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Sometimes you want to go where nobody knows your name. When I met with Ninet Tayeb, I got the impression that this is a sentiment to which she can relate. As we strolled the crowded streets of Austin during SXSW looking for a quiet spot for portraits, she commented how nice it was not to be followed as is incessantly the case in her native Israel, and also mentioned how much she is now enjoying living in “peaceful Los Angeles.”
This struck me as strange for a couple of reasons. First, I’ve never heard even those who love the city refer to L.A. as peaceful. Beautiful, maybe, when describing the weather or beaches. But not peaceful. Secondly, craving even a sliver of peace and anonymity as a musician is not only unusual, but counterintuitive in an industry where success now hinges on shameless self-promotion, notoriety, social media followers, and the number of tour dates booked on the calendar more than it does record sales. But the sanctuary she’s found in L.A. all made sense after I asked an Israeli friend of mine if he’d heard of Ninet. “Uhh…,” he said rolling his eyes at my American ignorance, “She’s like…the Beyoncé of Israel. She can’t do anything without the whole country noticing.” I thought perhaps this was hyperbole, but turns out his comparison was spot on—at least in the sense that Ninet is a household name in her homeland as a musician and as an actress. And yet, celebrity hasn’t appeared to corrupt her as it does to so many. The artist I met was gracious, humble, and completely without pretense.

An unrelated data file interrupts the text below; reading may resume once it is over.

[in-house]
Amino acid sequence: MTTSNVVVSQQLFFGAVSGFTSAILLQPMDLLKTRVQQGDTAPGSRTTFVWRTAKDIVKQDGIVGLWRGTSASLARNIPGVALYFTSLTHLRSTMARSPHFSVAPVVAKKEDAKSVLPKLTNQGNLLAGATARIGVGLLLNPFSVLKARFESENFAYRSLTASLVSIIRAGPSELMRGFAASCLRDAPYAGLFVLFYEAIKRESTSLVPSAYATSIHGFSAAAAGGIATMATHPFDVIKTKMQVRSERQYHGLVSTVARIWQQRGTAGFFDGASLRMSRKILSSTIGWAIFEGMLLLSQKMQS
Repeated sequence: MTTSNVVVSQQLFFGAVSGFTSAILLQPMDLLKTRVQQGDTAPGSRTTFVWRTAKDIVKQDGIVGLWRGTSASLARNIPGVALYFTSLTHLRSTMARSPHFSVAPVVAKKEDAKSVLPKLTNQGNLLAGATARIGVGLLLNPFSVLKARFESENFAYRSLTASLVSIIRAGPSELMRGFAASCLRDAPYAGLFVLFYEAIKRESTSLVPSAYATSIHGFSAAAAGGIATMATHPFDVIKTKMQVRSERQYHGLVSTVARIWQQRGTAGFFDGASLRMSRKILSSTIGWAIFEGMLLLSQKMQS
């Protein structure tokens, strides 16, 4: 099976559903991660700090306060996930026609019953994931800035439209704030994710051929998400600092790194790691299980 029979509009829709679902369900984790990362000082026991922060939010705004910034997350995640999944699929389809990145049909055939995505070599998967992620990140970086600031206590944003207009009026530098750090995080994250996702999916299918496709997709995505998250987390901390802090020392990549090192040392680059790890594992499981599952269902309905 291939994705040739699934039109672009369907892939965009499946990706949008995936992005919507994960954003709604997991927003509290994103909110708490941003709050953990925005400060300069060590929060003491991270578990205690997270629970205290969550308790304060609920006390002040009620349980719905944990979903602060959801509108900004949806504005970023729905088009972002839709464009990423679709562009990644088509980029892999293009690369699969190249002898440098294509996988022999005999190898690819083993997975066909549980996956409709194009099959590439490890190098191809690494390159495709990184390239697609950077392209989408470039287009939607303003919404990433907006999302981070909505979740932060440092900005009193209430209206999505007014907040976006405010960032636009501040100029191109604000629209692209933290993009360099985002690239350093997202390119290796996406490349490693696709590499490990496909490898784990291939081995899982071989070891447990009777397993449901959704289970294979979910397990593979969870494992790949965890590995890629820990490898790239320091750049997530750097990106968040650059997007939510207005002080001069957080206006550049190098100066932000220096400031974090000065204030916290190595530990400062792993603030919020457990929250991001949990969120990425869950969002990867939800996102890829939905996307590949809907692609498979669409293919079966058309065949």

Ninet’s fifth record, Paper Parachute, dropped this past February. Remaining committed to her distinct sound, which she describes as a melding of the New York, L.A., Berlin, and Tel Aviv music scenes, her songs hearken back to an era when the words rock and alternative hadn’t yet become inextricably intertwined with pop.  Despite a dark vulnerability woven into many of her lyrics, belting lines like “Walk like you left nothing behind/Walk like you left nothing behind,” as she does on her track, “Elinor,” speaks to a special brand of rage and high-voltage empowerment.
Manifestly invigorating, Ninet’s songs inspire me to dance and scream along in my bedroom on even my most lethargic of days. If her recorded output is this vitalizing, I can’t wait to see the impact of her live performances.
Rock out with Ninet in Los Angeles during her residency at Hotel Cafe on June 14th, July 12th, and August 9th!

Where is your band based?